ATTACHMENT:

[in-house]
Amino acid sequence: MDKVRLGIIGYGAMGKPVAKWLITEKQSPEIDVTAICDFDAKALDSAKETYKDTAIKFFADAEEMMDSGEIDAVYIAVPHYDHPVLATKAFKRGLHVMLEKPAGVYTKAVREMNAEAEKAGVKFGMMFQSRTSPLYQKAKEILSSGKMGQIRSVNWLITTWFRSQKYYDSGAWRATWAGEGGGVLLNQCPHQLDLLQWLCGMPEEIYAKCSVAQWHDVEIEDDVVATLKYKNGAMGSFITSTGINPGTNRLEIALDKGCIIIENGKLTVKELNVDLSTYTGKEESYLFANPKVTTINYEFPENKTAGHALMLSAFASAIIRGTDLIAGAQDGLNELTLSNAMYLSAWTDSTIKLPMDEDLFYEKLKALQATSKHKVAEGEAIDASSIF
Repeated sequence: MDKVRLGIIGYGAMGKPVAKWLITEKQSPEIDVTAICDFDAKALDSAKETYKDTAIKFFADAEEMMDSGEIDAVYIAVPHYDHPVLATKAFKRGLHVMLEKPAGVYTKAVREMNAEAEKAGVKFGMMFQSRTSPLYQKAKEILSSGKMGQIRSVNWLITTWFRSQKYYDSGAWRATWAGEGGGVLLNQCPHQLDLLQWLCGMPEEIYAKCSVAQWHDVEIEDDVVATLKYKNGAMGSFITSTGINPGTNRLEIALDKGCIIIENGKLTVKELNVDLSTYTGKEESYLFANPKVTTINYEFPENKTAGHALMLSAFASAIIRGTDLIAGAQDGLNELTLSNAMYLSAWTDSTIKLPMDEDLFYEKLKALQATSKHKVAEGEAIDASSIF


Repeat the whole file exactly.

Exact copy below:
[in-house]
Amino acid sequence: MDKVRLGIIGYGAMGKPVAKWLITEKQSPEIDVTAICDFDAKALDSAKETYKDTAIKFFADAEEMMDSGEIDAVYIAVPHYDHPVLATKAFKRGLHVMLEKPAGVYTKAVREMNAEAEKAGVKFGMMFQSRTSPLYQKAKEILSSGKMGQIRSVNWLITTWFRSQKYYDSGAWRATWAGEGGGVLLNQCPHQLDLLQWLCGMPEEIYAKCSVAQWHDVEIEDDVVATLKYKNGAMGSFITSTGINPGTNRLEIALDKGCIIIENGKLTVKELNVDLSTYTGKEESYLFANPKVTTINYEFPENKTAGHALMLSAFASAIIRGTDLIAGAQDGLNELTLSNAMYLSAWTDSTIKLPMDEDLFYEKLKALQATSKHKVAEGEAIDASSIF
Repeated sequence: MDKVRLGIIGYGAMGKPVAKWLITEKQSPEIDVTAICDFDAKALDSAKETYKDTAIKFFADAEEMMDSGEIDAVYIAVPHYDHPVLATKAFKRGLHVMLEKPAGVYTKAVREMNAEAEKAGVKFGMMFQSRTSPLYQKAKEILSSGKMGQIRSVNWLITTWFRSQKYYDSGAWRATWAGEGGGVLLNQCPHQLDLLQWLCGMPEEIYAKCSVAQWHDVEIEDDVVATLKYKNGAMGSFITSTGINPGTNRLEIALDKGCIIIENGKLTVKELNVDLSTYTGKEESYLFANPKVTTINYEFPENKTAGHALMLSAFASAIIRGTDLIAGAQDGLNELTLSNAMYLSAWTDSTIKLPMDEDLFYEKLKALQATSKHKVAEGEAIDASSIF